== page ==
Biogen’s aducanumab data impress the media, but not the market

CEO George Scangos

Biogen ($BIIB) posted some early-stage data from its Alzheimer’s candidate aducanumab but, despite being headline news around the world, the market shrugged its shoulders.

The data, published in Nature, showed the amyloid-targeting mAb could help reduce amyloid plaque, something believed to clump together in the brains of Alzheimer’s patients.

By removing this plaque, many biotech and pharma researchers believe they can slow down the progression of the disease--although the amyloid thesis has not produced a new drug for the memory-stealing condition.  

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In the paper, published this week, Biogen said both a preclinical animal model and a Phase Ib, placebo-controlled study in 165 prodromal and mild AD patients both showed that aducanumab reduced amyloid-beta in the brain, and that the reduction was dose-dependent.

Biogen also published some “exploratory results” from the early study which it said showed dose- and time-dependent slowing of clinical decline as measured by the Mini Mental State Examination (MMSE) and the Clinical Dementia Rating scale Sum of Boxes (CDR-SB).

The trial was not however designed to assess whether aducanumab could slow down a patient’s rate of cognitive decline.

Brain scan images showed patients who were given the highest dose of the medicine--10 mg for every kilogram of body weight--were essentially free of amyloid plaques after 12 months of treatment. Although with the higher dose came higher AEs, notably amyloid-related imaging abnormalities (Aria), which can cause serious swelling in the brain.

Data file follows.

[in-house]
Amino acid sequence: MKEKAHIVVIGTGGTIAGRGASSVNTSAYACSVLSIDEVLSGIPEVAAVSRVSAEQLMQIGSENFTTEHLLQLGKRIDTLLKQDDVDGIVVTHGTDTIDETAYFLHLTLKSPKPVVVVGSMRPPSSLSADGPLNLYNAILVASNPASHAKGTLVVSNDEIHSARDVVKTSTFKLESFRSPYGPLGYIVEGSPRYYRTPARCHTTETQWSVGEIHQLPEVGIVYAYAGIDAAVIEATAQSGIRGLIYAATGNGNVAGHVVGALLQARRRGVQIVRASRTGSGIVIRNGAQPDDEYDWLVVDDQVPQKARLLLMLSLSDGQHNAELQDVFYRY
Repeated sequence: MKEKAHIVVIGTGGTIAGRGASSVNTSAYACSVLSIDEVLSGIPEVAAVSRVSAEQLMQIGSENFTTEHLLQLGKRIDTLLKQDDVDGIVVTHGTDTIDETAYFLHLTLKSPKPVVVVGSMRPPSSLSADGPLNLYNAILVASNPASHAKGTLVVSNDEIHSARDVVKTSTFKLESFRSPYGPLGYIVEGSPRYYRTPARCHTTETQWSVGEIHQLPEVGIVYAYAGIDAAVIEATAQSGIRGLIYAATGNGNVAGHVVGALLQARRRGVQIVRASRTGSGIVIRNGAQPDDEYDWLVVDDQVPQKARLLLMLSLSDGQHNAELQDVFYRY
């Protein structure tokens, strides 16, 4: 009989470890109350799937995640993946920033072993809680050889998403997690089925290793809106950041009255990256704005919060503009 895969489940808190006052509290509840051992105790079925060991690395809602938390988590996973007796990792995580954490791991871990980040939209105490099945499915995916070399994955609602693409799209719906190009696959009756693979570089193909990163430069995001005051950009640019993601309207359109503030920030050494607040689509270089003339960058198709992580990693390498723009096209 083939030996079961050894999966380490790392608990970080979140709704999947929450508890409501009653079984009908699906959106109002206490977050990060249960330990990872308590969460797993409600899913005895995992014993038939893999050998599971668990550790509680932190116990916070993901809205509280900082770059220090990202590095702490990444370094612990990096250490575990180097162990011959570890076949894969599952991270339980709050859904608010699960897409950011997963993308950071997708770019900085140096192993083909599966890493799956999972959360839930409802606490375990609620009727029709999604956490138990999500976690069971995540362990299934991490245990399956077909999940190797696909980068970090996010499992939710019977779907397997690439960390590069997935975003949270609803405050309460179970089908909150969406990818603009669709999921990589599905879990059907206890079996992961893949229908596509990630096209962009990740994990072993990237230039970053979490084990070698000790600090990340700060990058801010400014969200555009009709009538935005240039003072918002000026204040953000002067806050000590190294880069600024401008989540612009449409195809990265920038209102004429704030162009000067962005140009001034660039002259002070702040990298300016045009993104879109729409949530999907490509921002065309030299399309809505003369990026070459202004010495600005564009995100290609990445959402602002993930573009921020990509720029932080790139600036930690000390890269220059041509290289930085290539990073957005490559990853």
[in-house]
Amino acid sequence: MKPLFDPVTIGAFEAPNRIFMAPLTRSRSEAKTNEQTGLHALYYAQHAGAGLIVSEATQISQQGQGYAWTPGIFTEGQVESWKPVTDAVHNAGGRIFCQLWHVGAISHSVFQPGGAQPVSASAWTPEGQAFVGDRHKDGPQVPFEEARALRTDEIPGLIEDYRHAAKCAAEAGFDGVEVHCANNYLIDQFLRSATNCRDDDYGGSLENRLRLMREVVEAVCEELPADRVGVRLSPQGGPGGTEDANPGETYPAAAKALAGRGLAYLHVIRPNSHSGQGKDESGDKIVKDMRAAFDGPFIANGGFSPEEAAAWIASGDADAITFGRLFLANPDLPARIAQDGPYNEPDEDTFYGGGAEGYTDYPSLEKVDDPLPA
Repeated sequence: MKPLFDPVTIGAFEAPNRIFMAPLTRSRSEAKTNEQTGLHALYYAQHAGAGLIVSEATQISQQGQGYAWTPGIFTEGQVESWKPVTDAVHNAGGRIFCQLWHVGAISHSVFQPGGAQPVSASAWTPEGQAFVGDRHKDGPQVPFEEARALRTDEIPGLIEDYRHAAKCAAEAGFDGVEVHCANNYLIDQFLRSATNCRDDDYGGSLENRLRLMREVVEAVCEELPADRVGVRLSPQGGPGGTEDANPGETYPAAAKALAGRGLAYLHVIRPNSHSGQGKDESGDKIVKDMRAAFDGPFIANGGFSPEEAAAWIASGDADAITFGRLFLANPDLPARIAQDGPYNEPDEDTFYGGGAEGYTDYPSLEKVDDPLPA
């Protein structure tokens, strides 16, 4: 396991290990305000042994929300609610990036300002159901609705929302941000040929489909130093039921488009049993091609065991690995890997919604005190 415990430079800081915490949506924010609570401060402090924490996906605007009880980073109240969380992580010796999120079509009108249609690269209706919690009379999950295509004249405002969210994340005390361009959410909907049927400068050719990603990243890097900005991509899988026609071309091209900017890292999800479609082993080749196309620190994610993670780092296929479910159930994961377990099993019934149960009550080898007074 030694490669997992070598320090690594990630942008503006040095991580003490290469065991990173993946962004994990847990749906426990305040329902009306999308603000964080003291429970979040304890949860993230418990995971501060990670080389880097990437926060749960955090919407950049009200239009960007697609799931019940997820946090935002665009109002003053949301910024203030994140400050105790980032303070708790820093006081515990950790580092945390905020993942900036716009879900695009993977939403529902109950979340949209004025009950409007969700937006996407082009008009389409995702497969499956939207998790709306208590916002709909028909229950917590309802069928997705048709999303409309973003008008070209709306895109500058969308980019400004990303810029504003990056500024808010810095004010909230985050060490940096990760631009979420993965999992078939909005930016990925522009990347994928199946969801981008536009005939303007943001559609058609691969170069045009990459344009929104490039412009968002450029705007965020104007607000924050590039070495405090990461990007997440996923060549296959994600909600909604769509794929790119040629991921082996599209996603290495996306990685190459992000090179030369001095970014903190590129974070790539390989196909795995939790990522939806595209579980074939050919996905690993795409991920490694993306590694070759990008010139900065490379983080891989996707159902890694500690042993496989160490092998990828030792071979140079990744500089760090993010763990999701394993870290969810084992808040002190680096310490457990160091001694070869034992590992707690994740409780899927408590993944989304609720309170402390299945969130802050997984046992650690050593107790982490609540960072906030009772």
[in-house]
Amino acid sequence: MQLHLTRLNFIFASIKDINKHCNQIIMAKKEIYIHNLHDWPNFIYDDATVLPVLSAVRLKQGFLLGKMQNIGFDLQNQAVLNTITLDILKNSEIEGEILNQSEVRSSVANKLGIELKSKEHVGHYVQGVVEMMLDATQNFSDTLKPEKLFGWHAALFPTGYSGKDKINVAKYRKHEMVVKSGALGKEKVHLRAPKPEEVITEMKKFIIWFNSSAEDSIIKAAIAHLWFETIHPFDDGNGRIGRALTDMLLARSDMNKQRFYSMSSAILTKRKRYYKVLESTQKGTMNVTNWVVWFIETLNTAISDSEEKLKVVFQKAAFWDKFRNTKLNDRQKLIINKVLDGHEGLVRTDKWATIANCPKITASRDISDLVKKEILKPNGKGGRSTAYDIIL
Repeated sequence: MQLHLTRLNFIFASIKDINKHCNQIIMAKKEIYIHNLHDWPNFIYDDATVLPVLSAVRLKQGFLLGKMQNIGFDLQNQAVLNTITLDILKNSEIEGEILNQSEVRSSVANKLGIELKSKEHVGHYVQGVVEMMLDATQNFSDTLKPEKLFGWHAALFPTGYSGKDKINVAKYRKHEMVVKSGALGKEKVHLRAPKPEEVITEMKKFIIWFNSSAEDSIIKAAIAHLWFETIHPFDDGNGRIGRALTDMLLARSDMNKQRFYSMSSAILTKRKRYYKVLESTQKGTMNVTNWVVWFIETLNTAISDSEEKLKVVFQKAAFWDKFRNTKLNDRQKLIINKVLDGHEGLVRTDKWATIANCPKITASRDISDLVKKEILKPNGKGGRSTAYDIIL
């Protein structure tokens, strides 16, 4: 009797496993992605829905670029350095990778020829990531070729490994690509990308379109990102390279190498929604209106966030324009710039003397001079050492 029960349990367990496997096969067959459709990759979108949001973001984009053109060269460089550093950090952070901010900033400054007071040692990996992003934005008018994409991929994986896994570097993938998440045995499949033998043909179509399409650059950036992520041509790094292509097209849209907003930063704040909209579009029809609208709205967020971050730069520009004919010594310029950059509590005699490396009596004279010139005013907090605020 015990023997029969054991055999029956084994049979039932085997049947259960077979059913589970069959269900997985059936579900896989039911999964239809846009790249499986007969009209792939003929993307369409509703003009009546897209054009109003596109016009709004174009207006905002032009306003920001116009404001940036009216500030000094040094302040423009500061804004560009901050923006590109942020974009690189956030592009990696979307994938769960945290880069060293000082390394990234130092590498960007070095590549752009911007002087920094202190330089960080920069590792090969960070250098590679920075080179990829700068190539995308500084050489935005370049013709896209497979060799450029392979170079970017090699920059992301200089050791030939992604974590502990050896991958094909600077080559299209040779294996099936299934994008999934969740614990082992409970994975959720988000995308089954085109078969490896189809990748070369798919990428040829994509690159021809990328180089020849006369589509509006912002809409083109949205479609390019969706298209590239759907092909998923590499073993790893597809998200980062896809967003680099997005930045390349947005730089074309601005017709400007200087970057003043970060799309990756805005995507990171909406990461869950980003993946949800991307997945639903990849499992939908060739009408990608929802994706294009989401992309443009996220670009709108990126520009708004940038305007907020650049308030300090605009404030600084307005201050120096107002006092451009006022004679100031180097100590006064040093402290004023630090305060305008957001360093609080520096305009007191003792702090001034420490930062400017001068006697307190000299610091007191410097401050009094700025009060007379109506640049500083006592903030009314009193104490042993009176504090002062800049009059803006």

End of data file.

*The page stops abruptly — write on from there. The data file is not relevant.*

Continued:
The terms “game-changer” and even this candidate being “preventative” have been used by U.S. and U.K. newspapers--and even caused an extended gushing piece on the normally level-headed BBC news channel; but investors have been here before, seeing so much hype from an early-stage Alzheimer’s asset that, along with 99% of all candidates over the last decade, have gone on to fail.

The disease affects an estimated 5.4 million Americans and will eventually prove fatal--with its prevalence only expected to rise as the population ages.

Big Pharmas, including Eli Lilly ($LLY), AstraZeneca ($AZN), Johnson & Johnson ($JNJ) and Pfizer ($PFE), have all thrown billions of dollars at this research area, but in return have been beset by failures and setbacks--with some now looking to restrict their spending on an area that yields so little ROI.

Biogen, in fact, ended the day slightly down on the news by 0.7%, but was up marginally in after-hours trading by 0.45%.

And it wouldn’t be the first time the Big Biotech had built up hopes on this very drug, only to see weak results. The drug is also in late-stage testing, but back in 2015, after posting some eyebrow raising data in March, a few months later in July the 6 mg dose of failed to deliver, falling short on MMSE and CDR-SB. Safety issues also raised their heads in this study.

The company is some years off getting the drug on the market, and in its later stage tests it will need to find the sweet spot on dosing to get the level of efficacy balanced against the risks of Aria right if it is to find a path to market.

Biogen has always been seen as the jewel in the biotech crown, but in 2016 this has started to slip, with its CEO George Scangos set to leave and a successor search on the way; troubles in its MS franchise; cutting back on some lupus, immunology and fibrosis research as well as 11% of its staff; and lingering questions over whether its Alzheimer’s program can go the distance when so many others have hit the skids. 

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